Rod Rinkus
Nov 21, 2017 · 4 min read

Hinton’s talk pointed out that the largest source of variance among images of a given object is linear and that max pooling does not represent/capture that linearity. As a simple example, consider viewing a complex object, e.g., a human body, rotating in 3-space. Most small patches of the object will undergo linear transformation most of the time. Moments of discontinuous change, e.g., where one limb occludes another, will be relatively rare. But in max pooling only one unit wins in the relevant feature map at any given time. Thus, the smallest unit of change in the output of a max pooled feature map is a discrete change to a different winning unit. Thus, representing numerous small linear variations requires exponentially many units; otherwise the numerous linear variations are not explicitly represented. In Capsules, the output is the entire activity vector over the capsule’s units; thus, possibly many linearly varying instances of an object can be mapped to different vectors.

Two other properties are of note in the paper and talk. The model’s dynamics (combination of the learning and routing equations) will tend to drive the representation within any one capsule towards localism. That is, the individual underlying dimensions of variation (latent variables, or factors) will tend to become primarily correlated with individual units. In their Figure 4, for example, four of the six units depicted represent single factors. The other two perhaps represent linear combinations of two factors. But that is still localism, just where the representee (the linear combination of factors, e.g., “Scale and thickness”) may not have a symbolic name. Moreover, the capsules themselves are described as representing individual objects (e.g., parts), which is again a localist representation. Thus Capsules appears to operate essentially localistically. Unfortunately, this precludes realizing the exponential efficiency advantage that distributed representation has over localism. Capsules is a localist, compositional model. But as I discuss here, compositionality is not distributedness.

Second, the length of the activity vector over a capsule’s units encodes the probability of presence of the object instance (i.e., the object with its particular setting of factors). This clearly means that at any one moment, exactly one probability can be represented. Formally, exactly one object instance and its probability are communicated to downstream computations, e.g., capsules in the next higher level.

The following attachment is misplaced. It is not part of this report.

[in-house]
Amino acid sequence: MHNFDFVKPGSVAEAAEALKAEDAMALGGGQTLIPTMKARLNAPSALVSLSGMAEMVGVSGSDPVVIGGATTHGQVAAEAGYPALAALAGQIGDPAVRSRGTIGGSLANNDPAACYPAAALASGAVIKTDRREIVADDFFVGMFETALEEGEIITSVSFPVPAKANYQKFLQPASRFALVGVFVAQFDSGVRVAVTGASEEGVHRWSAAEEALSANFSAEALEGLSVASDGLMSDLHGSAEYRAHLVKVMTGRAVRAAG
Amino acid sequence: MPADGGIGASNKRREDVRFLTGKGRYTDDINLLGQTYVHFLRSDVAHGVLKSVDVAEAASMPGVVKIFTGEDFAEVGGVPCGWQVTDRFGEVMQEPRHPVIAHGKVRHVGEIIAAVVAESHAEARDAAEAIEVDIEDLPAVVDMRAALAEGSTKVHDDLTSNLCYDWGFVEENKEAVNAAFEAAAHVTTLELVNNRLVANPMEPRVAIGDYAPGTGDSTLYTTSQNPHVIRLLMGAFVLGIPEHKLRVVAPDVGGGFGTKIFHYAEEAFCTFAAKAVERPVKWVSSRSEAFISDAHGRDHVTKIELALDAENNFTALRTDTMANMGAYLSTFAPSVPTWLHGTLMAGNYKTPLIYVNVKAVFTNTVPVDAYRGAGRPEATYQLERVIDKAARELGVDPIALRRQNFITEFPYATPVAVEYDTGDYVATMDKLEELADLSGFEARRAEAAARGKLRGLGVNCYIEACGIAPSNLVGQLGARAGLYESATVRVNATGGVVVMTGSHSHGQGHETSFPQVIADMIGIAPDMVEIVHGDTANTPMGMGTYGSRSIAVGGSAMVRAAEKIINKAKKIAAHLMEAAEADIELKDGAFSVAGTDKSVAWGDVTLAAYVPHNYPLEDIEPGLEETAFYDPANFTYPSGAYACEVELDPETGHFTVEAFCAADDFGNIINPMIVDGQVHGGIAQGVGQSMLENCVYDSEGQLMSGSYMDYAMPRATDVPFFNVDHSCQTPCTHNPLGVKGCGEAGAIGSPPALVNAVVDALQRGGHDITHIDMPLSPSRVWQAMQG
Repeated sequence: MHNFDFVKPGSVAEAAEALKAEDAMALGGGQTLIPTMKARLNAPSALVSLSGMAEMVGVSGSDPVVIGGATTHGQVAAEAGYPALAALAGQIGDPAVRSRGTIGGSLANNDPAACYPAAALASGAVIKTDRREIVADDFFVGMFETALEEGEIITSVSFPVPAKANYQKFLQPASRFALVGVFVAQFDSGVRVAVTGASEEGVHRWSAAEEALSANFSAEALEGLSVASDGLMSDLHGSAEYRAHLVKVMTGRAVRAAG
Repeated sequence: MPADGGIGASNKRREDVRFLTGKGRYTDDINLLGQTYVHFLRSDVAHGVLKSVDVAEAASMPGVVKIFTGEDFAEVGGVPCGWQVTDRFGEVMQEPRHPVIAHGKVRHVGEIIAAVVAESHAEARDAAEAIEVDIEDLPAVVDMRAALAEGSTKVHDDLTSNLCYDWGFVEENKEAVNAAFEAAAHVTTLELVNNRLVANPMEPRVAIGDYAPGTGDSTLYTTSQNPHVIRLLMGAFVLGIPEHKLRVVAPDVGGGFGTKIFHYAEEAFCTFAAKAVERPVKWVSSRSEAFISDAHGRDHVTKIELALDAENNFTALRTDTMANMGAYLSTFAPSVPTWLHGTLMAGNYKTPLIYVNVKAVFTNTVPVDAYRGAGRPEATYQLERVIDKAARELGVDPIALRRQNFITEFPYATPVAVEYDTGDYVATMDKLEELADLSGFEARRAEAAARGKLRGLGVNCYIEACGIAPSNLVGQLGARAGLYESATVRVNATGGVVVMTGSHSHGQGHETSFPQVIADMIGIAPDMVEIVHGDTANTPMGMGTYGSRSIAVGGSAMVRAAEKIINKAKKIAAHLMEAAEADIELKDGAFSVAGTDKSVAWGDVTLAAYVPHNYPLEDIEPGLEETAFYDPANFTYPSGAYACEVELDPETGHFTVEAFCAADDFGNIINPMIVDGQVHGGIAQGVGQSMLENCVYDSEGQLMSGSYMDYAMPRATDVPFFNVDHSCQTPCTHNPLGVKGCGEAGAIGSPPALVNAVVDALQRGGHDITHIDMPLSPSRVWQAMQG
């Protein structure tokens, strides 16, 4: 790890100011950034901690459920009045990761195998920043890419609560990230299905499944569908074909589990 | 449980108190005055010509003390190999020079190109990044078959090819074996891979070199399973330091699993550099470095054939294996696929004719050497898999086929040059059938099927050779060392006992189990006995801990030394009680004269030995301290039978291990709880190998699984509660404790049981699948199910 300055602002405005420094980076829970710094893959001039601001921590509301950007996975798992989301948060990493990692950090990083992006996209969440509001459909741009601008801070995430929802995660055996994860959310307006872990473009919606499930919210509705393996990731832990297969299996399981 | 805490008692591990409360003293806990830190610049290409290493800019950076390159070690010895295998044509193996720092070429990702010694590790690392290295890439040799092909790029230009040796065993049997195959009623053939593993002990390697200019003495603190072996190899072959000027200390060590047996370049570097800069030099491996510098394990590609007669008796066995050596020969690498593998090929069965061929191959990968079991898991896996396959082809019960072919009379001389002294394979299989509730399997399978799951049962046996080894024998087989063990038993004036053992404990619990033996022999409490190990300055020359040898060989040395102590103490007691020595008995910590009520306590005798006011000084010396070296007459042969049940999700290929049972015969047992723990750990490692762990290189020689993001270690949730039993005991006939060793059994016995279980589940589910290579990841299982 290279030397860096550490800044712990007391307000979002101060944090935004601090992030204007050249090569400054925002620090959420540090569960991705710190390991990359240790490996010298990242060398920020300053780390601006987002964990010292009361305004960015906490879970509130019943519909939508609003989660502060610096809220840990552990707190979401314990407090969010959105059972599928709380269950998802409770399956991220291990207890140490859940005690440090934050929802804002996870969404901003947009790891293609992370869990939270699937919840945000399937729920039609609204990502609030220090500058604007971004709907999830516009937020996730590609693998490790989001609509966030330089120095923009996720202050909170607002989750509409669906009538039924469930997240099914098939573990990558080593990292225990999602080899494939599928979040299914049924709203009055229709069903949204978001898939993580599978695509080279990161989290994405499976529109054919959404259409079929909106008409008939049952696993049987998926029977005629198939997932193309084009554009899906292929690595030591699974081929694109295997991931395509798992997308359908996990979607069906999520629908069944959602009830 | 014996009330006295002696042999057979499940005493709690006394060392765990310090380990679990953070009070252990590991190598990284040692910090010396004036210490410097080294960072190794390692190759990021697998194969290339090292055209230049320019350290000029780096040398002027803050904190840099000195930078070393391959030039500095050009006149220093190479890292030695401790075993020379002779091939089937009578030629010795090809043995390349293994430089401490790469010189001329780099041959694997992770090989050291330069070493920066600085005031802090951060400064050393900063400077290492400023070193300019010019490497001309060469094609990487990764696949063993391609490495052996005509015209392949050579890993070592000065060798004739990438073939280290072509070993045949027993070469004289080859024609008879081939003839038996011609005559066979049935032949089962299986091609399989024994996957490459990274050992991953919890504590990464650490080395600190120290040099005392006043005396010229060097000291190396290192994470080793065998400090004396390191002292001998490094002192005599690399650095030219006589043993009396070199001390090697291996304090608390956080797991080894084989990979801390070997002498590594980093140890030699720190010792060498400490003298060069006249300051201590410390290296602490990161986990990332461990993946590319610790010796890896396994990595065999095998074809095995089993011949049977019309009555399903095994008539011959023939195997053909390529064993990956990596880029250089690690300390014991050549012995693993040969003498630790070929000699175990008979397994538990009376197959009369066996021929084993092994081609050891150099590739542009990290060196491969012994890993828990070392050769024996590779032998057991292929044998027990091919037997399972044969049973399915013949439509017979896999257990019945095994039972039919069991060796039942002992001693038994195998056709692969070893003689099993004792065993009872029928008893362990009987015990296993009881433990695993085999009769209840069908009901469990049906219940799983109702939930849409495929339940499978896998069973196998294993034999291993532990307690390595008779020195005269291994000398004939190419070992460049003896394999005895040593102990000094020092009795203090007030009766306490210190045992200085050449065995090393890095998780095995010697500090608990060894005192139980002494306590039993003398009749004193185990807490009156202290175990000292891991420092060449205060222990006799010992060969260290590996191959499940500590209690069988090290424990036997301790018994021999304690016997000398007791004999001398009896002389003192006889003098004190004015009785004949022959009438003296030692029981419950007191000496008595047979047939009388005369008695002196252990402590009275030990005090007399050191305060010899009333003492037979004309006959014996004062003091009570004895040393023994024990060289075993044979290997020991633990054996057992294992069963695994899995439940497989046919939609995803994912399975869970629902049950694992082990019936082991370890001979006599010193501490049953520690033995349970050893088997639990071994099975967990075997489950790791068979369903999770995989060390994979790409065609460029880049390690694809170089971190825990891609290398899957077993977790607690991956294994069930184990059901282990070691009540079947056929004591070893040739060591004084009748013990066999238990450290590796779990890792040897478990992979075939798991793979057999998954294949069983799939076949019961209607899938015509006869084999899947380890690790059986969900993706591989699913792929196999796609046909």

However, there is another model, Sparsey, which solves the problem of being able to simultaneously represent the likelihoods of all hypotheses stored in a coding field and communicate their influences to all downstream computations, including recurrently to the same coding field on the next time step. The key is to represent hypotheses as sparse distributed representations (SDRs), i.e., relatively small subsets of binary units chosen from a much larger field, e.g., 70 out of 1,400. Unlike most other SDR models, Sparsey’s coding field is organized as a set of Q WTA competitive modules (CMs) each having K units. Thus, every code is of size Q, with one winner in each CM, and the code space is K^Q. Sparsey’s coding field has been proposed as an analog of the cortical macrocolumn and the CM, as the analog of the minicolumn (specifically of the L2/3 pyramidal population of the minicolumn): hence biologically realistic values are Q=70 and K=20.

In this setting — i.e., when all the codes stored in the coding field are of fixed size Q — the likelihood of any particular code can be naturally represented by the fraction of its units that are active, i.e., as all or part of the current fully active code. Moreover, the likelihoods of all stored codes can be simultaneously represented in this way. Thus, the fully active code at any moment simultaneously represents both the single most likely hypothesis (at 100% strength) AND the full likelihood distribution over all stored hypotheses. This is concisely explained in Rinkus 2012. Even if a particular hypothesis has only 3 of its units active, out of Q=70 (i.e., ~5% likelihood), those units are still active and will send outputs to downstream computations. Thus, Sparsey constitutes a simple mechanism whereby non-maximally, and even extremely low-likelihood, hypotheses can materially influence the next state of the system, and in the right proportion. The other essential ingredient to this overall concept is a learning mechanism that assigns similar inputs (i.e., object instances) to similar SDR codes, where SDR similarity is measured by size of intersection. Twenty years ago I discovered a method for doing this in fixed time, i.e., in time that remains constant as the number of stored codes (hypotheses) increases (1996 Thesis). Assuming that similarity can be assumed to at least approximately correlate with likelihood, Sparsey then constitutes a model which can update the full distribution over stored hypotheses from one moment to the next in fixed time. This is further elaborated in my recent arxiv paper, “A Radically New Theory of how the Brain Represents and Computes with Probabilities”.

Sparsey does a very general version of ‘routing’ as well, but that will be another post.

Rod Rinkus

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Seeking to understand and emulate the algorithmic essence of intelligence